9. Jillian, who had worked in the dress shop all summer, hoped to work there again during the Christmas holidays.
10. Go the first traffic light, turn left, and then look for a yellow brick building on the north side of the street.
11. Once she has graduated, I do not know where she is going or what she is planning to do.
12. "Oh no," Max exclaimed, "I think that Dr. Holmes was referring to Eliot, the novelist, not Eliot, the poet."
13. Below, the fields stretched out in a hundred shades of green.
14. To understand the purpose of the course, the student needs to read the syllabus.
15. All students are eligible to receive tickets but must go to the athletic office to pick them up.
16. Thomas Paine's pamphlet appeared in Philadelphia, Pennsylvania, on January 9, 1776.
17. You don't want any more hamburgers, do you?

Commas versus Semi-Colons Exercise

Revised sentences are below.

1. Many companies make sugar-free soft drinks, which are flavored by synthetic chemicals; the drinks usually contain only one or two calories per serving.
2. Mr. Leyland played the viola professionally for many years, and he now conducts a community orchestra.
3. The crab grass was flourishing, but the rest of the lawn, unfortunately, was dying.
4. The hill was covered with wildflowers; it was a beautiful sight.
5. As I turned around, I heard a loud thump, for the cat had upset the goldfish bowl.
6. The artist preferred to paint in oils; he did not like watercolors.
7. The house was clean, the table set, and the porch light on; everything was ready for the guests' arrival.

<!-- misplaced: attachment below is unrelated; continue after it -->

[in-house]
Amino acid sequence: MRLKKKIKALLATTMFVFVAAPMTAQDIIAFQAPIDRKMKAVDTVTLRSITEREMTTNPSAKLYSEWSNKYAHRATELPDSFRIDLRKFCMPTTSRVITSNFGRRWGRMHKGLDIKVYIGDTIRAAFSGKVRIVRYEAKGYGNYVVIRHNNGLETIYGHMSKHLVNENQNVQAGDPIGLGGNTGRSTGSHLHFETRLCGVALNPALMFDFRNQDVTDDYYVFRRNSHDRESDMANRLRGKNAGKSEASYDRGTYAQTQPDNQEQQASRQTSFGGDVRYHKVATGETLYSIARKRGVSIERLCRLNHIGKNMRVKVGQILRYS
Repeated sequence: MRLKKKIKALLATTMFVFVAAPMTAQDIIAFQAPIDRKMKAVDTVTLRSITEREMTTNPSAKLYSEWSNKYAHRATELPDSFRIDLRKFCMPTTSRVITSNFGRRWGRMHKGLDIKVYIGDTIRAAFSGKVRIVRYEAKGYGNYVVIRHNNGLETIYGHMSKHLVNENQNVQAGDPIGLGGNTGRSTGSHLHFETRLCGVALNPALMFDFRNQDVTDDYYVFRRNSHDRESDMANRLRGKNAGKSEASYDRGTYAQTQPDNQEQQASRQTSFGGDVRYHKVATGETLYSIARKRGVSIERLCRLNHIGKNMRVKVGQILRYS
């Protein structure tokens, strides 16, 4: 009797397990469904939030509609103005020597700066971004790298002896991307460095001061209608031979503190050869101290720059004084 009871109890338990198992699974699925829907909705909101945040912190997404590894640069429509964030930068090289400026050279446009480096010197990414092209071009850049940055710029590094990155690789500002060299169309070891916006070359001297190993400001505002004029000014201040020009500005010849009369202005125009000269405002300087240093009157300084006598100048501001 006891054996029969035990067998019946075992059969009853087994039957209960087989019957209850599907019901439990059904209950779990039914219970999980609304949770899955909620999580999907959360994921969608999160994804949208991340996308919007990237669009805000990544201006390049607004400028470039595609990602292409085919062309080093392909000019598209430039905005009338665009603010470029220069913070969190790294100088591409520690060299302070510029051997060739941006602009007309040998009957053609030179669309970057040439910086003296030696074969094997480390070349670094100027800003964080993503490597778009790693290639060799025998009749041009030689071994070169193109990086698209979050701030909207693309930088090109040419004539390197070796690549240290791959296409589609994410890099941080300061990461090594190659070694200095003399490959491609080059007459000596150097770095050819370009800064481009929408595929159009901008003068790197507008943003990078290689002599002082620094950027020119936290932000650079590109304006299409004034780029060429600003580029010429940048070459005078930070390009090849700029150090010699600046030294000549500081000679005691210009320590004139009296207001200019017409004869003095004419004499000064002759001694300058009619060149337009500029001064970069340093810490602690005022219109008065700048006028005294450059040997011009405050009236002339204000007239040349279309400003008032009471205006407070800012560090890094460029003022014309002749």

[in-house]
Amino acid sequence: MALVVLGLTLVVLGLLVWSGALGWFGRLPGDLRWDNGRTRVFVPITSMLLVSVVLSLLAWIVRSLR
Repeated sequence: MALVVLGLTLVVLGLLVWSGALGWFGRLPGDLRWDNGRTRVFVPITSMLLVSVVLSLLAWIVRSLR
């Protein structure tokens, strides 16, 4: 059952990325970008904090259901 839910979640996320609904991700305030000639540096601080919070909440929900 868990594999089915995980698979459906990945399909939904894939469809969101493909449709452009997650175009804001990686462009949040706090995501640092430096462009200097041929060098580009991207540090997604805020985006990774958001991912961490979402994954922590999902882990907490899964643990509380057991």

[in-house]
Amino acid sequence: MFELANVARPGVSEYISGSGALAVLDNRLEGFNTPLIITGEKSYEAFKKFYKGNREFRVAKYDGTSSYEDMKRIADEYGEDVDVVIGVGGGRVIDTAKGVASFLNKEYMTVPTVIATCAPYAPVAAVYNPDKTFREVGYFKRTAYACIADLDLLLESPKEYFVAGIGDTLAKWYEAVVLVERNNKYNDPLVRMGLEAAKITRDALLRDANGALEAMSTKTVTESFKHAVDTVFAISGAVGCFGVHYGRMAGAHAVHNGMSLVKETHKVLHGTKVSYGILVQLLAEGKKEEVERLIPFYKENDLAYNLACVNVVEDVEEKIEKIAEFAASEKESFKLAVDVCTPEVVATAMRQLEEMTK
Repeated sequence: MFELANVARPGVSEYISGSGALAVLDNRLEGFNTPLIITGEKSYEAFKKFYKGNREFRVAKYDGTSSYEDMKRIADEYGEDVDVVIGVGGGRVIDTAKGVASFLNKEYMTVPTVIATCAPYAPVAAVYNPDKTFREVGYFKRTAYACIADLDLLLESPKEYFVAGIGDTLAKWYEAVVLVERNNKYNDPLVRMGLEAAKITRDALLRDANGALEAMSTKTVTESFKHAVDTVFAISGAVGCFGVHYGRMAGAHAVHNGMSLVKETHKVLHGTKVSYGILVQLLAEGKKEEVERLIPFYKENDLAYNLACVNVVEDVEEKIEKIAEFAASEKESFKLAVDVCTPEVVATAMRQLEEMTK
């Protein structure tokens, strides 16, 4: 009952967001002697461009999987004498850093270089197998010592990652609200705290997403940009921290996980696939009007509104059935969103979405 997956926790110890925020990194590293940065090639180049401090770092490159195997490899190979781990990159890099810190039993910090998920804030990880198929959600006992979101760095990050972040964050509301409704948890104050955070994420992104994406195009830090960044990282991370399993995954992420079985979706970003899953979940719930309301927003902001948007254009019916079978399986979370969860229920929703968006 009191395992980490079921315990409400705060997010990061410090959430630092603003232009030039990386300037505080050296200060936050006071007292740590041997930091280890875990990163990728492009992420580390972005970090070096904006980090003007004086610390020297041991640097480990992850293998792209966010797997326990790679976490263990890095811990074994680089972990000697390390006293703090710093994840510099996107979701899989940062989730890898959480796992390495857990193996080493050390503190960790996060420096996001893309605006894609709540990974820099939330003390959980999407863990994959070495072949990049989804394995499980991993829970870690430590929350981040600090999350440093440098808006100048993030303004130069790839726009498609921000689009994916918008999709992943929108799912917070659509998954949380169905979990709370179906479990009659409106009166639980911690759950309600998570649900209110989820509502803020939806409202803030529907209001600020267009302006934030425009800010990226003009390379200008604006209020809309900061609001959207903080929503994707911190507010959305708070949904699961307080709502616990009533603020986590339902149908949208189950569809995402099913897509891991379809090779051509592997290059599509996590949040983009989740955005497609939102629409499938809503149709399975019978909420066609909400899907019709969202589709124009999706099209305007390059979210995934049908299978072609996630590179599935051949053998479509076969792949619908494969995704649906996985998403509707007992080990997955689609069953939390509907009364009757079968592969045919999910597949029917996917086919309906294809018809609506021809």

8. He looked carefully in the underbrush, but he failed to notice the pair of green eyes staring at him.
9. The foundations of the house had been poured, but, to his disappointment, nothing else had been done because of the carpenters' strike.
10. The computer could perform millions of operations in a split second; however, it could not think spontaneously.
11. I thought registration day would be tiring, but I didn't know I'd have to stand in so many lines.
12. The dog, growling and snarling, snapped at me; I was so frightened that I ran.
13. The snowstorm dumped twelve inches of snow on the interstate; subsequently, the state police closed the road.
14. Professors are supposed to be absent-minded, and I've seen plenty of evidence to support that claim since I've been in college.
15. The suspect said that he had never met the victim; however, the detective knew that he was lying.
16. In the first place, it was snowing too hard to see the road; in the second place, we had no chains.
17. I have read Soul on Ice, but I have not read The Invisible Man.
18. San Francisco is my favorite city; in fact, I plan to spend two weeks there this summer.